Arrested For Reporting On Qatar's World Cup Labourers

From BBC:
We were invited to Qatar by the prime minister's office to see new flagship accommodation for low-paid migrant workers in early May - but while gathering additional material for our report, we ended up being thrown into prison for doing our jobs.

Our arrest was dramatic.

We were on a quiet stretch of road in the capital, Doha, on our way to film a group of workers from Nepal.

The working and housing conditions of migrant workers constructing new buildings in Qatar ahead of the World Cup have been heavily criticised and we wanted to see them for ourselves.

Suddenly, eight white cars surrounded our vehicle and directed us on to a side road at speed.

A dozen security officers frisked us in the street, shouting at us when we tried to talk. They took away our equipment and hard drives and drove us to their headquarters.

Later, in the city's main police station, the cameraman, translator, driver and I were interrogated separately by intelligence officers. The questioning was hostile.

We were never accused of anything directly, instead they asked over and over what we had done and who we had met.

During a pause in proceedings, one officer whispered that I couldn't make a phone call to let people know where we were. He explained that our detention was being dealt with as a matter of national security.

An hour into my grilling, one of the interrogators brought out a paper folder of photographs which proved they had been trailing me in cars and on foot for two days since the moment I'd arrived.

I was shown pictures of myself and the team standing in the street, at a coffee shop, on board a bus and even lying next to a swimming pool with friends. It was a shock. I had never suspected I was being tailed.

At 01:00, we were taken to the local prison.

'Not Disneyland'
It was meant to be the first day of our PR tour but instead we were later handcuffed and taken to be questioned for a second time, at the department of public prosecutions.

Thirteen hours of waiting around and questioning later, one of the interrogators snapped. "This is not Disneyland," he barked. "You can't stick your camera anywhere."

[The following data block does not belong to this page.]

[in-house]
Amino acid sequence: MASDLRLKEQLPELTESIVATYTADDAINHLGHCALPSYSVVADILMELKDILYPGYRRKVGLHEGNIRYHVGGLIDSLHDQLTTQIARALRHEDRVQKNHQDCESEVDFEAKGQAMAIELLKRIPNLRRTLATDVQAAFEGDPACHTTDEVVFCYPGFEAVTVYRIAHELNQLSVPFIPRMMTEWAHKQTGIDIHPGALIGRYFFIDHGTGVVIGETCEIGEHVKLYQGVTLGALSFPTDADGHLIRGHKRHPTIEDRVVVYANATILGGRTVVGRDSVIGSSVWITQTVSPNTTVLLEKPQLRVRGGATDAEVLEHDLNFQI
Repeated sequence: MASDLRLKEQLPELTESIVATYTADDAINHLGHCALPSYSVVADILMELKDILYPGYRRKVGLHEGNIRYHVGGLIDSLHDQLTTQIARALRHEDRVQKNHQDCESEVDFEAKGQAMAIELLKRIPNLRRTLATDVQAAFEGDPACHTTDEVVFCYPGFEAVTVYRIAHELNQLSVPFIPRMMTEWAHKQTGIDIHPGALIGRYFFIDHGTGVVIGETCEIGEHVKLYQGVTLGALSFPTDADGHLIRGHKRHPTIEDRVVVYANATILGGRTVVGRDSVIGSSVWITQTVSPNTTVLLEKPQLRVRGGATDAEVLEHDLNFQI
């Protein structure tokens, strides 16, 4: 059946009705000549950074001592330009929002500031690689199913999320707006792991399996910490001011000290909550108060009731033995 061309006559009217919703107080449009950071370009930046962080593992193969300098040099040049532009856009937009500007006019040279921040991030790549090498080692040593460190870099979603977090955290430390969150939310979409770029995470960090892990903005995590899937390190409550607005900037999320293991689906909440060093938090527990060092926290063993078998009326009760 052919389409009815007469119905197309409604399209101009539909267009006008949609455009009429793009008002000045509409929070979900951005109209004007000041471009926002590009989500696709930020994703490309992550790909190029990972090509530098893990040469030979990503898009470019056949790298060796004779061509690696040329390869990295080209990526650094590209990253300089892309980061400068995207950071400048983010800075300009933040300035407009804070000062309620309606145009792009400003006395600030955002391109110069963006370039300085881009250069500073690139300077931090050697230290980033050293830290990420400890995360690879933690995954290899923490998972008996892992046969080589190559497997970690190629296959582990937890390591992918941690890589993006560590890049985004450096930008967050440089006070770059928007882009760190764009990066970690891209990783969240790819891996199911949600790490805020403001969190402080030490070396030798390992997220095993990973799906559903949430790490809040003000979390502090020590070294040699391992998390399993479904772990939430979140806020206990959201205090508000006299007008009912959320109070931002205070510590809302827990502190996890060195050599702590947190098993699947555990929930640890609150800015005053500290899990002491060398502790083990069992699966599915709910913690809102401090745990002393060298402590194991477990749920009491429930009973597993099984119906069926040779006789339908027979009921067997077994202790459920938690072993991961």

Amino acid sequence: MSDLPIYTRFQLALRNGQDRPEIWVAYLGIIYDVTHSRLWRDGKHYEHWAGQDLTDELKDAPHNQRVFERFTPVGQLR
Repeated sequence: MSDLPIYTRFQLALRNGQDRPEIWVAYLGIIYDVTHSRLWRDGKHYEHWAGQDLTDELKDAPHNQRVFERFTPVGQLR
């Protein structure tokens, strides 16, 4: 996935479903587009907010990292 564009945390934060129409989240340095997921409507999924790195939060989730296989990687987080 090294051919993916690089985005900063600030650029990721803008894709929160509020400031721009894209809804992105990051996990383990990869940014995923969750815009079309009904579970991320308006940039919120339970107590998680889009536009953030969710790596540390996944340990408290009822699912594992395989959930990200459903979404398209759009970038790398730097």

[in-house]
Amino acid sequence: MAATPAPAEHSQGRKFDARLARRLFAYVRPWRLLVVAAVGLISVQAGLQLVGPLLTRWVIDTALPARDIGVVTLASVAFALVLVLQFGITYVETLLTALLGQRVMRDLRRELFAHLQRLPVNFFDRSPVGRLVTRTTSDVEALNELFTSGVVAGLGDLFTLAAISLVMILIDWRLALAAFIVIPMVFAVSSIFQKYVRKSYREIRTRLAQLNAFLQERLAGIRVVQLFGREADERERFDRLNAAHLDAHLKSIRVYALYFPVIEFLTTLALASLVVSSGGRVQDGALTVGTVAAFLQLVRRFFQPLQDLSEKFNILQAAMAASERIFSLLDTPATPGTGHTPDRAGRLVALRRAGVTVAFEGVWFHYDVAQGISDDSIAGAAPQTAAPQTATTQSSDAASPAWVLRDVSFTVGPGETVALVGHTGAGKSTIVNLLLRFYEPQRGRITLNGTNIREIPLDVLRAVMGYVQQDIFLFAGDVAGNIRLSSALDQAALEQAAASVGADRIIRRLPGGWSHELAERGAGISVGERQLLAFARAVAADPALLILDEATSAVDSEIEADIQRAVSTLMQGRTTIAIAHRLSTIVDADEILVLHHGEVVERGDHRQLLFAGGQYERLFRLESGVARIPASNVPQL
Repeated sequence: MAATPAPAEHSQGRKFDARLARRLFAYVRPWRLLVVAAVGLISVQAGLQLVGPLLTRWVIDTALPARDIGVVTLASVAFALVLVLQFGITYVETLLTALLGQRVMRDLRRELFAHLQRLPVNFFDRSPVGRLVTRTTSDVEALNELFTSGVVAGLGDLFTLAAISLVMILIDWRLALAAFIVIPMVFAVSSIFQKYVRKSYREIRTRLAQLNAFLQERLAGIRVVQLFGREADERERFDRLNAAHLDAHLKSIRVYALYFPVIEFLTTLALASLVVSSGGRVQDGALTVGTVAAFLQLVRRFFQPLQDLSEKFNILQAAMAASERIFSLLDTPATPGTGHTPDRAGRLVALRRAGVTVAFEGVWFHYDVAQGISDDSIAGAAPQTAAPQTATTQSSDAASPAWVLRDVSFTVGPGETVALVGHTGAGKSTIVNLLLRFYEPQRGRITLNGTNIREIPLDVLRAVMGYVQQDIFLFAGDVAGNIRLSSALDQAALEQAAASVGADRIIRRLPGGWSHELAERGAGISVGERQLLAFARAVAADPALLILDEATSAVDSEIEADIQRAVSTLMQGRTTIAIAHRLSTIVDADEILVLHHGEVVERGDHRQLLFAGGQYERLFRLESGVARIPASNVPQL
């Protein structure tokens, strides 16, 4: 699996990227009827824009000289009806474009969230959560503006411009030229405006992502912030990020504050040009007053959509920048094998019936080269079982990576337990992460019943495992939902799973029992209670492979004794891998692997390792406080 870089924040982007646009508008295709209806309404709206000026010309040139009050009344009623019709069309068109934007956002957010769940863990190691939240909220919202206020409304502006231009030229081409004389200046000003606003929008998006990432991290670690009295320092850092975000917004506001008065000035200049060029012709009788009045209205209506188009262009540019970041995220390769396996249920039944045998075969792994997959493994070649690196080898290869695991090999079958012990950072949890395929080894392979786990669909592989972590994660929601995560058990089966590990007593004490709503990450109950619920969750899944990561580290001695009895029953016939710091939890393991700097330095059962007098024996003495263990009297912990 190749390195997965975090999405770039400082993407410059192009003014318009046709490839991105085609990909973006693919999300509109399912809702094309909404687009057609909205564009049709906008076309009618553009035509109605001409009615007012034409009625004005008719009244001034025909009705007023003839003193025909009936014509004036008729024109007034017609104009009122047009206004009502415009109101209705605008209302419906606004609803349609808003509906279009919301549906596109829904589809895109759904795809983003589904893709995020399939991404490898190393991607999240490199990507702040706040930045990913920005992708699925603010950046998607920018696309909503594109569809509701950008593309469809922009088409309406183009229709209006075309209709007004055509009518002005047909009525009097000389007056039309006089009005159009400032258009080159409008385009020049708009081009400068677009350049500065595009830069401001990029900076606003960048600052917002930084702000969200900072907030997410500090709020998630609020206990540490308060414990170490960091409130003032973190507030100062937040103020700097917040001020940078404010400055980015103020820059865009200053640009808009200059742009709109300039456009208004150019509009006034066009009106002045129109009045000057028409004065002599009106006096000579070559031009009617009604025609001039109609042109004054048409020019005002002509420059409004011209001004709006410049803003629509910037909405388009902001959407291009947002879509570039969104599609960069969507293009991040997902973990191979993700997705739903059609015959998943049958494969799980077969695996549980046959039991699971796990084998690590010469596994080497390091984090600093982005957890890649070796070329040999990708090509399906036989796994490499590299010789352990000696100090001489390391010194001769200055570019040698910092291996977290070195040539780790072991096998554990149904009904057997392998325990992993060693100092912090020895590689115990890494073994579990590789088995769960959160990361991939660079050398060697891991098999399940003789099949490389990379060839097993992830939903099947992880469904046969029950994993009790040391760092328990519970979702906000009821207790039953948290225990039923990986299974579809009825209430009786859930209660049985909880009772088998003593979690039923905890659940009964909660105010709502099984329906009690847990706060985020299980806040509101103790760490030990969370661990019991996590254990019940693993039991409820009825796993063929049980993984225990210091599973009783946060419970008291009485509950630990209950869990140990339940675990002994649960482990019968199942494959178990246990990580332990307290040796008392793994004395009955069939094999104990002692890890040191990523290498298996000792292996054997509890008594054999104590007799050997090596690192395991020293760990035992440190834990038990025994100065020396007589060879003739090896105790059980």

It was as if he felt we were treating his country like something to be gawped at, suggesting we thought of trips to see controversial housing and working conditions as a form of entertainment.

Qatari government statement, 18 May:
"The Government Communications Office invited a dozen reporters to see - first-hand - some sub-standard labour accommodation as well as some of the newer labour villages. We gave the reporters free rein to interview whomever they chose and to roam unaccompanied in the labour villages.

"Perhaps anticipating that the government would not provide this sort of access, the BBC crew decided to do their own site visits and interviews in the days leading up to the planned tour. In doing so, they trespassed on private property, which is against the law in Qatar just as it is in most countries. Security forces were called and the BBC crew was detained."

BBC response:
"We are pleased that the BBC team has been released but we deplore the fact that they were detained in the first place. Their presence in Qatar was no secret and they were engaged in a perfectly proper piece of journalism.

"The Qatari authorities have made a series of conflicting allegations to justify the detention, all of which the team rejects. We are pressing the Qatari authorities for a full explanation and for the return of the confiscated equipment."

In perfect English and with more than a touch of malice, he threatened us with another four days in prison - to teach us a lesson.

I began my second night in prison on a disgusting soiled mattress. At least we did not go hungry, as we had the previous day. One of the guards took pity on us and sent out for roast chicken with rice.

In the early hours of the next morning, just as suddenly as we were arrested, we were released...

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